As your colony grows you’ll need to expand in order to grab more of the slowly depleting resources, and while it’s tempting to simply extend the pipes and cables that carry electricity, oxygen and water it’s a foolish errand as the longer the network the higher the chances of failures within those cables and pipes. And boy, let me tell you, this game really likes to wreck your cables and pipes which causes massive drains on your economy because apparently despite being able to travel to Mars you are incapable of constructing vital pipe infrastructure with automatic shut-offs. Failures occur often, and for some excruciating reason your little army of drones will not prioritize their repair above other things nor is there any way to directly command them to fix the problem, meaning you have to sit and watch helplessly as a bunch of people freeze to death or suffocate. In fact, so annoyingly broken is the system that it’s actually quicker to order the construction of a new pipe or cable than wait for a drone to finish its lunch break.
The point is expansion usually means setting up outposts that are largely self-sufficient, able to generate their own power, pump water and make oxygen. In fact, in many ways its smart segregate your main base, too, dividing it up into sections with each section have its own dedicated power, water and oxygen supplies, that way when things go wrong the entire colony doesn’t have to suffer. And yes, like any good city-builder, this is probably something you’ll learn from experience. Heart-breaking, saddening experience.
The idea is to basically become independent from Earth, but that doesn’t mean you can’t call home for a helping hand from the Motherplanet. You have funding that you can use to outsource research or to order up a supply rocket. When you call a rocket in you get to choose exactly what it will carry based on weight and the cash you have to spend, so you can get it to bring various resources or pre-fab buildings so that you can construct things that you’ve not researched yet. Once a rocket lands on Mars it can be refueled and sent back so that you don’t have to spend more cash purchasing new rockets, and you can even pack the rocket making the return trip with valuable metals that will earn you more funding.
Pushing you along are a series of achievements like getting to 100 colonists, as well evaluation challenges where the game just drops by to see how things are going. Got your first colonists? Awesome, now you have to ensure they survive for a certain amount of time. Hey, is that someone suffocating over there? Damn it. There are even some slight narratives running through the game in the form of Mysteries that crop up, many of which are based on famous stories or other things. I won’t spoil them because they’re best enjoyed by going in blind.
There’s always the threat of disaster to keep you on your toes, too. Several hours into my first game I had a fairly decent colony going consisting of several domes, and my economy was starting to come together slowly. I had my eyes on a patch of metal where my first independent outpost could move me one step closer to no longer needing deliveries from Earth. My glowing sense of pride was somewhat damaged, though, when a savage meteor shower rained down deathly pain by consistently annihilating the pipes carrying water and oxygen to the domes, and since I hadn’t been smart enough to build in redundancies into everything my colony began to crumble. I watched in mute horror as my tiny army of drones did everything except fix the problems. Thankfully the storm didn’t completely decimate my colony and I was able to recover while learning from mistakes.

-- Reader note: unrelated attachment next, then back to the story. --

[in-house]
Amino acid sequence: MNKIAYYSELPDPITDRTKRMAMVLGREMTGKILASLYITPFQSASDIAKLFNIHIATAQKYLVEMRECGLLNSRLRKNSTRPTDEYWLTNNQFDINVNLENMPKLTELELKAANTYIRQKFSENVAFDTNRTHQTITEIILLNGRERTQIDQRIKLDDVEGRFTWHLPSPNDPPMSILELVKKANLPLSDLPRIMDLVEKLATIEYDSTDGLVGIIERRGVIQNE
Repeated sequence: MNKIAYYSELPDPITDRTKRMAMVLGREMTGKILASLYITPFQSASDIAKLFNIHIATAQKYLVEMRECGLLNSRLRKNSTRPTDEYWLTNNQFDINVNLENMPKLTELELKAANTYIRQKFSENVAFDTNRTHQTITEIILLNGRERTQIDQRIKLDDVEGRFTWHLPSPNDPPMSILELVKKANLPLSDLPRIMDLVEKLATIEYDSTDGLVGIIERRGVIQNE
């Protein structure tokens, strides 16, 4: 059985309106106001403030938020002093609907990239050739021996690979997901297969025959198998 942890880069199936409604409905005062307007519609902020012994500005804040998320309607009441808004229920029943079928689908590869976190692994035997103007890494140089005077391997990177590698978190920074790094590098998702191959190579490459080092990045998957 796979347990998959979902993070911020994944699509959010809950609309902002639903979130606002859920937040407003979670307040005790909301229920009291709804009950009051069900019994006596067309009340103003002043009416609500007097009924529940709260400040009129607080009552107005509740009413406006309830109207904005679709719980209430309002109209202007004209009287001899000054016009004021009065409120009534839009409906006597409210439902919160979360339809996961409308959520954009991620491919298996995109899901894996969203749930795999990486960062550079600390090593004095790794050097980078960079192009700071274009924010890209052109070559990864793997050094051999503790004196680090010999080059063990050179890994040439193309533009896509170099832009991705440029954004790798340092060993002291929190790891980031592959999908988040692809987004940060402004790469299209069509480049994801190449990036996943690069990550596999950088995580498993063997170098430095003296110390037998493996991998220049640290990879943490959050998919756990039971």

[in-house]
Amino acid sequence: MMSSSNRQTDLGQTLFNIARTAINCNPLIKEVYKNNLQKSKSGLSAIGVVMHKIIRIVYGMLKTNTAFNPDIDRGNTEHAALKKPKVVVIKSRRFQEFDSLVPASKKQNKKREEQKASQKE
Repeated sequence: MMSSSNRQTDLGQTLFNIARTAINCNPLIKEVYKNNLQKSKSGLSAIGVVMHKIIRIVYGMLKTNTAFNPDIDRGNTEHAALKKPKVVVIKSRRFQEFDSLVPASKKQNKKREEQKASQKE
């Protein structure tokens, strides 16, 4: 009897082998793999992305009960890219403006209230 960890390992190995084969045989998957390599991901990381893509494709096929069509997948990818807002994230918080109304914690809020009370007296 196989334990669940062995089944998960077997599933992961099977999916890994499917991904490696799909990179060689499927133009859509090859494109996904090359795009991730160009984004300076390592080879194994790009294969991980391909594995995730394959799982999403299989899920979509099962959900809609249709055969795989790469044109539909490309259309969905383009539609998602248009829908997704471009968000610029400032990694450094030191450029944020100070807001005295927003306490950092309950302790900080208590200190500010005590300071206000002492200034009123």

The point is the game tries quite hard to keep you moving forward, which is important because like a lot of titles in this genre there can be large periods where you aren’t doing very much except watch your beautiful optimization tick away. Another way it tries to keep you invested is the sizable, randomized research trees where you’ll unlock an impressive variety of bonuses, as well as the new buildings you need to expand further. By default you can always have one research topic going at any given time, and to increase research speed you can spend some of your funding to outsource some of the work to Earth or you can find anomalies on the map which when scanned grant a chunk of research points. You can also build research buildings, too. Despite the order in which you unlock things being randomized I never felt screwed by the system, although there were a few frustrating moments when a building didn’t pop up until quite late, but that just meant I had to ensure a steady supply of rare metals to Earth so that I could purchase what I needed. For some, this could be a problem, but for me I felt like the research order being different gave the game extra replay value.
The issue is that despite these things attempting to pull you forward it doesn’t take all that long for you to feel like you’ve seen and done everything of real interest. Once you have several domes operational and a reasonable economy you feel as though you’re doing things simply for the sake of it, rather than to reach a goal.
Some general quality of life problems get in the way sometimes, such as the inconsistency surrounding left or right clicking to select stuff, like the developers had two people assigned to doing the UI who couldn’t agree on which button should be used. JUST PICK ONE!
To the developer’s credit, they’ve already announced plans to add new automation as well as the ability to connect domes which will make attempting to keep your population happy much easier. This shows a willingness to on the developer’s behalf to expand and improve their game.
But that’s all in the future and I have to review the game in its current state. What we have is a fun, solid city-builder with some interesting ideas and a couple of big flaws that are holding it back from being truly great. With some updates to fix some of the issues and expand a few key concepts, though, this could be a brilliant title that’s well worth picking up. Right now, it’s worth grabbing on sale or if you’re a big fan of the genre.